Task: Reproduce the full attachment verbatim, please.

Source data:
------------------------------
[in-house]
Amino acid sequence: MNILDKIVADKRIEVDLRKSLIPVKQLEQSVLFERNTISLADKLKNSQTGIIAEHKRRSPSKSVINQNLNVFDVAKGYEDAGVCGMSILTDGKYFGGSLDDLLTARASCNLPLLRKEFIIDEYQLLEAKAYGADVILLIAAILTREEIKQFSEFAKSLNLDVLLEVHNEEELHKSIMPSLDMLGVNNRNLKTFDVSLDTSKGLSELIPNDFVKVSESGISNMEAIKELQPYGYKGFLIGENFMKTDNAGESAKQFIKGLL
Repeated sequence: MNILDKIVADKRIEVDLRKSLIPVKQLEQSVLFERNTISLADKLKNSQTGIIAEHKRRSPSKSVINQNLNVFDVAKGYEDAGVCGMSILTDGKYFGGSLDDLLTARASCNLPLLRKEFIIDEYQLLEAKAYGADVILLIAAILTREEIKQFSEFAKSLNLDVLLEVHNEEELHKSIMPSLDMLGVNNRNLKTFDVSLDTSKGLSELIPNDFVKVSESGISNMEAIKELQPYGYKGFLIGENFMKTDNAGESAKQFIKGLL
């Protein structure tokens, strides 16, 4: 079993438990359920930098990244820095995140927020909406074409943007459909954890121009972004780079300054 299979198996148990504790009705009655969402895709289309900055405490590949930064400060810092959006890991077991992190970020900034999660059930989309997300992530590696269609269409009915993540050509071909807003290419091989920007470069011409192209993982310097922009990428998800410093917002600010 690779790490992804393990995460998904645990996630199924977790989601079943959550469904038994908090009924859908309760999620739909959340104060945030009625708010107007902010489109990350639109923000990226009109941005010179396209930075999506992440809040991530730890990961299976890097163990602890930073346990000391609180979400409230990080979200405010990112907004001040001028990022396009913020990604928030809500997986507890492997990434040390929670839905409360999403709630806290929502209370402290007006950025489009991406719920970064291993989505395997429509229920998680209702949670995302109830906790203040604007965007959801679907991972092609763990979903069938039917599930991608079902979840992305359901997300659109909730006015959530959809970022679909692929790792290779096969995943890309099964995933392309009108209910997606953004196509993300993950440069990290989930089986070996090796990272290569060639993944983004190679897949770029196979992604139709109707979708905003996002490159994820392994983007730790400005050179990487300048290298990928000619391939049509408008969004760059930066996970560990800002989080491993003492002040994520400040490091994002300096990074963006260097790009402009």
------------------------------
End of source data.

[in-house]
Amino acid sequence: MNILDKIVADKRIEVDLRKSLIPVKQLEQSVLFERNTISLADKLKNSQTGIIAEHKRRSPSKSVINQNLNVFDVAKGYEDAGVCGMSILTDGKYFGGSLDDLLTARASCNLPLLRKEFIIDEYQLLEAKAYGADVILLIAAILTREEIKQFSEFAKSLNLDVLLEVHNEEELHKSIMPSLDMLGVNNRNLKTFDVSLDTSKGLSELIPNDFVKVSESGISNMEAIKELQPYGYKGFLIGENFMKTDNAGESAKQFIKGLL
Repeated sequence: MNILDKIVADKRIEVDLRKSLIPVKQLEQSVLFERNTISLADKLKNSQTGIIAEHKRRSPSKSVINQNLNVFDVAKGYEDAGVCGMSILTDGKYFGGSLDDLLTARASCNLPLLRKEFIIDEYQLLEAKAYGADVILLIAAILTREEIKQFSEFAKSLNLDVLLEVHNEEELHKSIMPSLDMLGVNNRNLKTFDVSLDTSKGLSELIPNDFVKVSESGISNMEAIKELQPYGYKGFLIGENFMKTDNAGESAKQFIKGLL
């Protein structure tokens, strides 16, 4: 079993438990359920930098990244820095995140927020909406074409943007459909954890121009972004780079300054 299979198996148990504790009705009655969402895709289309900055405490590949930064400060810092959006890991077991992190970020900034999660059930989309997300992530590696269609269409009915993540050509071909807003290419091989920007470069011409192209993982310097922009990428998800410093917002600010 690779790490992804393990995460998904645990996630199924977790989601079943959550469904038994908090009924859908309760999620739909959340104060945030009625708010107007902010489109990350639109923000990226009109941005010179396209930075999506992440809040991530730890990961299976890097163990602890930073346990000391609180979400409230990080979200405010990112907004001040001028990022396009913020990604928030809500997986507890492997990434040390929670839905409360999403709630806290929502209370402290007006950025489009991406719920970064291993989505395997429509229920998680209702949670995302109830906790203040604007965007959801679907991972092609763990979903069938039917599930991608079902979840992305359901997300659109909730006015959530959809970022679909692929790792290779096969995943890309099964995933392309009108209910997606953004196509993300993950440069990290989930089986070996090796990272290569060639993944983004190679897949770029196979992604139709109707979708905003996002490159994820392994983007730790400005050179990487300048290298990928000619391939049509408008969004760059930066996970560990800002989080491993003492002040994520400040490091994002300096990074963006260097790009402009």